“Later is the best friend of clutter” – Peter Walsh
What makes us hold on to some things and easily toss others? For example, we were renovating, had a large dumpster, we were tossing things left, right and center and I found my mom’s wedding dress. Now, my mom was a teeny tiny beautiful woman, and when I say teeny tiny, I mean she was TEENY TINY! Anyway, I knew that I would never ever wear the dress, mainly due to the size but also because it was made in the good ole days and it was so darn itchy with the lace and sequins or itchy stuff as I call it. I mean it was so tiny that our girls would wear it for Halloween when they were little (as the bride of Frankenstein or just as a bride or princess) so I decided that nobody will wear it and off it went into the dumpster. This was months before our oldest daughter’s wedding and she just happened to be over the day I threw the dress out. To say she was mortified would be an understatement. She climbed right into the dumpster and pulled the dress out, swearing at me the whole time; how could you? How dare you? This is so wrong mom! She said “this is going to be made into a dress for Shy” (her cousin who was about 9 and was going to be her flower girl). So, my very talented friend worked her magic and made this beautiful wedding dress into the most amazing flower girl dress and I am so happy that our daughter jumped in the dumpster that cleaning day and rescued the dress, but really, what was I thinking? I don’t really think I have an emotional attachment to a lot of “things”, although I’m sure my kids and family members would disagree. I know this because they always tell me that I need to declutter and simplify but I think I’m pretty good already at getting rid of stuff, so whenever they start I remind them about the wedding dress and the conversation is over. We have recently been making room upstairs for some more renovations so I have been cleaning out bins, going through pictures and throwing a ton of stuff away, we even got another dumpster, so I’m not going to listen to them when they tell me I hold on to stuff for too long!
Ok, I will admit that I do have an attachment to food in the cupboards which I think stems from a point in my childhood after my parents divorced and we didn’t have a lot of food in the cupboards. In fact, that was when my younger brother invented the “sauce sandwich”. Bread and mayo or bread and ketchup, we joke about it now but it had a lasting impression on me and I think I internally made a point to never have that happen if I could avoid it when I had my own home. The other reason I like to have my cupboards full is because I don’t want to decide to make something and find I don’t have the ingredients. The battle is real and is something I am consciously working on – I finally don’t feel the need to hoard food anymore and I now realize that if I need an ingredient, it’s not the end of the world and it will only take me 15 minutes (round trip) to run to town and grab it. Yay me!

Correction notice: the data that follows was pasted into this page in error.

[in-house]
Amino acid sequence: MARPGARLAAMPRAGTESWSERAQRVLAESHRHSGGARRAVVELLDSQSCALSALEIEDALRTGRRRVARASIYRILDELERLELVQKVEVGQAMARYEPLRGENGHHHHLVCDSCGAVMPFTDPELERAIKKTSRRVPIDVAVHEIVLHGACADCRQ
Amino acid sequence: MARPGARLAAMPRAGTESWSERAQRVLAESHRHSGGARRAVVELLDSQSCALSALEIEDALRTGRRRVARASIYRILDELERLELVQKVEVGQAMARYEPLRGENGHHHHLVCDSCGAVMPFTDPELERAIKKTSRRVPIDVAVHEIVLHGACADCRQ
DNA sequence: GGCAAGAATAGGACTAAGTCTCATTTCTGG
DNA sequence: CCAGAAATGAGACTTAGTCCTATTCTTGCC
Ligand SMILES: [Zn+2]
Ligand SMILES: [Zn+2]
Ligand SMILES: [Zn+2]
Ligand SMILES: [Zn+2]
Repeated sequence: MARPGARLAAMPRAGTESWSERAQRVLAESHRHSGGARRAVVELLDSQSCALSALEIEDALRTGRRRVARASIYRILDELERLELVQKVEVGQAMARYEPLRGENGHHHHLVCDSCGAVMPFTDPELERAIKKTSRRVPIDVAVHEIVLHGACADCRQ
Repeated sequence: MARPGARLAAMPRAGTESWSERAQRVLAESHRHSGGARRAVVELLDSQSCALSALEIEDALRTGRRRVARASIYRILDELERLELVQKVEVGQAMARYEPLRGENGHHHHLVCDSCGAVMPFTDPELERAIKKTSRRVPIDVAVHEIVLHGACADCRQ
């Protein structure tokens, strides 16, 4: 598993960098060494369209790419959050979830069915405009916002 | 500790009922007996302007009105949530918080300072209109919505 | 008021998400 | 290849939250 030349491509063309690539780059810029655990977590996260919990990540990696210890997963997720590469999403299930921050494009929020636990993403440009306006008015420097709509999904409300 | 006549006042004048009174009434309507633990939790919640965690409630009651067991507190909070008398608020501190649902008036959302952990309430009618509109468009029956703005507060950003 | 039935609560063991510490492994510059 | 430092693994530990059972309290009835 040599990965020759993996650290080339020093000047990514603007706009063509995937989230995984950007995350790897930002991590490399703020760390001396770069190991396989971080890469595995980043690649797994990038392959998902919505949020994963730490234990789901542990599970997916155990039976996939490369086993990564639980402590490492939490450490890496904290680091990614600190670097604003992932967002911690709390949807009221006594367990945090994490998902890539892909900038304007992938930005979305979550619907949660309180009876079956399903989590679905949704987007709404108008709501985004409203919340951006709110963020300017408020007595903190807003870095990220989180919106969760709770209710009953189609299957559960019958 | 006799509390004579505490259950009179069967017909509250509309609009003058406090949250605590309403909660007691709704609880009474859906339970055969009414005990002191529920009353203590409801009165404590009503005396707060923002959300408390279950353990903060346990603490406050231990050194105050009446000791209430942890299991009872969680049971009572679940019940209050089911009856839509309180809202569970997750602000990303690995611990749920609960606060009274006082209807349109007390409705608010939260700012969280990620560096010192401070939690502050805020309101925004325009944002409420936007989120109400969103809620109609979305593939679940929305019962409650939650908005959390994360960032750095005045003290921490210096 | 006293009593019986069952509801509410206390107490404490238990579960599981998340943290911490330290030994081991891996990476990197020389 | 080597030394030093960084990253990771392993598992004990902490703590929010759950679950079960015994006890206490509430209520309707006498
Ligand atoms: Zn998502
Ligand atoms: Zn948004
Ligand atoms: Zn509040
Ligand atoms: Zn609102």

This brings me to my current endeavor for cleaning up and letting go – the old Salt Spring Wall (SSW). The SSW has 34 photos on the wall together and there are another 6 larger photos hanging up elsewhere in the house. These photos were all taken by family or friends and each picture has a story or favorite memory for someone in the family. We were lucky to acquire the SSW when my in laws were ready to get rid of it, I felt that it would be nice to have these keepsakes that meant so much to all of the family but particularly my husband who has a lot of great memories about his time growing up on Salt Spring Island. When we put the wall up, my vision was for a beautiful display like the ones I see on Pinterest, you know the ones; symmetrical, balanced, and stunning to the eye, but it has never looked that way (and it never will if I am going to be honest). The photos are amazing, however I am ready to move to a different type of sentimental photo wall, possibly with some family pictures which I hope will help ease the blow for my husband and for me as well. Why do I want to get rid of it you ask? Every picture on the SSW is always crooked (when I had my tea leaves read last, she said it was my mom stopping in to say hi, well mom, you need to find another way to stop in because you are pissing me off!), sometimes the grandchildren jump on the couch or even just get rambunctious and the pictures fall off the wall leaving one of us to have to scramble behind the couch and retrieve the fallen pic. Don’t even get me going on the dustiness of the pictures – and when I dust them (which is rare), it is me that then knocks them on the ground or makes them even more crooked and I’m back to scrambling behind the couch to retrieve them.